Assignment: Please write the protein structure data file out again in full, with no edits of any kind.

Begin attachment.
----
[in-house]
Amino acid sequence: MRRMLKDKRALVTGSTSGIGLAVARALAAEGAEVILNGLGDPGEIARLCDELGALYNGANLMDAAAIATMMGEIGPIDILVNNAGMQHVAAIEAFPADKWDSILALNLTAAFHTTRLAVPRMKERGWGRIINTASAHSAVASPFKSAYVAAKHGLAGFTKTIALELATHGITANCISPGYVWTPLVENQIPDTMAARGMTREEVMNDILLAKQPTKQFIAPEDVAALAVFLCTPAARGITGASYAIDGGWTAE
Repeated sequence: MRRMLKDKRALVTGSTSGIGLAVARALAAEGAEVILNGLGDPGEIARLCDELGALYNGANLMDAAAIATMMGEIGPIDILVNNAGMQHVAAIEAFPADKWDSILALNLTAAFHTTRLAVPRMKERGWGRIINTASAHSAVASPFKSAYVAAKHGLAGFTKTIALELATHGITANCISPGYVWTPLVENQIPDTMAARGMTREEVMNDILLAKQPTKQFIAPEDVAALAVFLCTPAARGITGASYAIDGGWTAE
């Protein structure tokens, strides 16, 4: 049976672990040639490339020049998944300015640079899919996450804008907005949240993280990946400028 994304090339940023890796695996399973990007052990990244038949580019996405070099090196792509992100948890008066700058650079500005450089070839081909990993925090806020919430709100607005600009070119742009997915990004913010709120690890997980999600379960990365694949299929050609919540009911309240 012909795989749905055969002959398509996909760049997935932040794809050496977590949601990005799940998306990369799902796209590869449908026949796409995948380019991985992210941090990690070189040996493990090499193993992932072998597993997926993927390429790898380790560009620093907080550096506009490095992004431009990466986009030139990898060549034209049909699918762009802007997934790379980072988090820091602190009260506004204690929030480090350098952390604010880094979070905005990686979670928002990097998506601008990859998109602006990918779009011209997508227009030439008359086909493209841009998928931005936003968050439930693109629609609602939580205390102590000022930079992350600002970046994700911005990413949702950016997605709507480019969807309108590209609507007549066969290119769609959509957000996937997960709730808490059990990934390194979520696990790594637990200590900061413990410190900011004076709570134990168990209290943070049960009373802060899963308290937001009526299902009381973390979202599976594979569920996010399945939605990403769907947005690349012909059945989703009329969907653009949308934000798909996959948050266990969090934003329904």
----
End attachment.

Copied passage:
[in-house]
Amino acid sequence: MRRMLKDKRALVTGSTSGIGLAVARALAAEGAEVILNGLGDPGEIARLCDELGALYNGANLMDAAAIATMMGEIGPIDILVNNAGMQHVAAIEAFPADKWDSILALNLTAAFHTTRLAVPRMKERGWGRIINTASAHSAVASPFKSAYVAAKHGLAGFTKTIALELATHGITANCISPGYVWTPLVENQIPDTMAARGMTREEVMNDILLAKQPTKQFIAPEDVAALAVFLCTPAARGITGASYAIDGGWTAE
Repeated sequence: MRRMLKDKRALVTGSTSGIGLAVARALAAEGAEVILNGLGDPGEIARLCDELGALYNGANLMDAAAIATMMGEIGPIDILVNNAGMQHVAAIEAFPADKWDSILALNLTAAFHTTRLAVPRMKERGWGRIINTASAHSAVASPFKSAYVAAKHGLAGFTKTIALELATHGITANCISPGYVWTPLVENQIPDTMAARGMTREEVMNDILLAKQPTKQFIAPEDVAALAVFLCTPAARGITGASYAIDGGWTAE
């Protein structure tokens, strides 16, 4: 049976672990040639490339020049998944300015640079899919996450804008907005949240993280990946400028 994304090339940023890796695996399973990007052990990244038949580019996405070099090196792509992100948890008066700058650079500005450089070839081909990993925090806020919430709100607005600009070119742009997915990004913010709120690890997980999600379960990365694949299929050609919540009911309240 012909795989749905055969002959398509996909760049997935932040794809050496977590949601990005799940998306990369799902796209590869449908026949796409995948380019991985992210941090990690070189040996493990090499193993992932072998597993997926993927390429790898380790560009620093907080550096506009490095992004431009990466986009030139990898060549034209049909699918762009802007997934790379980072988090820091602190009260506004204690929030480090350098952390604010880094979070905005990686979670928002990097998506601008990859998109602006990918779009011209997508227009030439008359086909493209841009998928931005936003968050439930693109629609609602939580205390102590000022930079992350600002970046994700911005990413949702950016997605709507480019969807309108590209609507007549066969290119769609959509957000996937997960709730808490059990990934390194979520696990790594637990200590900061413990410190900011004076709570134990168990209290943070049960009373802060899963308290937001009526299902009381973390979202599976594979569920996010399945939605990403769907947005690349012909059945989703009329969907653009949308934000798909996959948050266990969090934003329904």